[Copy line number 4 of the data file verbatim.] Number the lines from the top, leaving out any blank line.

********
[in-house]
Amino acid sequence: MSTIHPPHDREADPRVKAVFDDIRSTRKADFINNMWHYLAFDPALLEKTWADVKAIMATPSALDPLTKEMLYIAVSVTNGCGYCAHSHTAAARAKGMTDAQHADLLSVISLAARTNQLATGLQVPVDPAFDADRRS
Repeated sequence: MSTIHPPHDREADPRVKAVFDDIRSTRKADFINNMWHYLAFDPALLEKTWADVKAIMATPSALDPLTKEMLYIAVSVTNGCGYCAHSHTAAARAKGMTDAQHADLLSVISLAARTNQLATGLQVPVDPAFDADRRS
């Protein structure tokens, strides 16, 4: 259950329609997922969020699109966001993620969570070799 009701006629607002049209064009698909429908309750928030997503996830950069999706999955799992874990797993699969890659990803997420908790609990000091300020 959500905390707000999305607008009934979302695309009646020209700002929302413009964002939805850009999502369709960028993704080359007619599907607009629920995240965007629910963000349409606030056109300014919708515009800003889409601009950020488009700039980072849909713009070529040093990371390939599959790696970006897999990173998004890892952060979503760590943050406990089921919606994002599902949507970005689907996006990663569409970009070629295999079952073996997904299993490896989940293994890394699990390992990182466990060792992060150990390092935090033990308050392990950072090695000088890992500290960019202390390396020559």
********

């Protein structure tokens, strides 16, 4: 259950329609997922969020699109966001993620969570070799 009701006629607002049209064009698909429908309750928030997503996830950069999706999955799992874990797993699969890659990803997420908790609990000091300020 959500905390707000999305607008009934979302695309009646020209700002929302413009964002939805850009999502369709960028993704080359007619599907607009629920995240965007629910963000349409606030056109300014919708515009800003889409601009950020488009700039980072849909713009070529040093990371390939599959790696970006897999990173998004890892952060979503760590943050406990089921919606994002599902949507970005689907996006990663569409970009070629295999079952073996997904299993490896989940293994890394699990390992990182466990060792992060150990390092935090033990308050392990950072090695000088890992500290960019202390390396020559």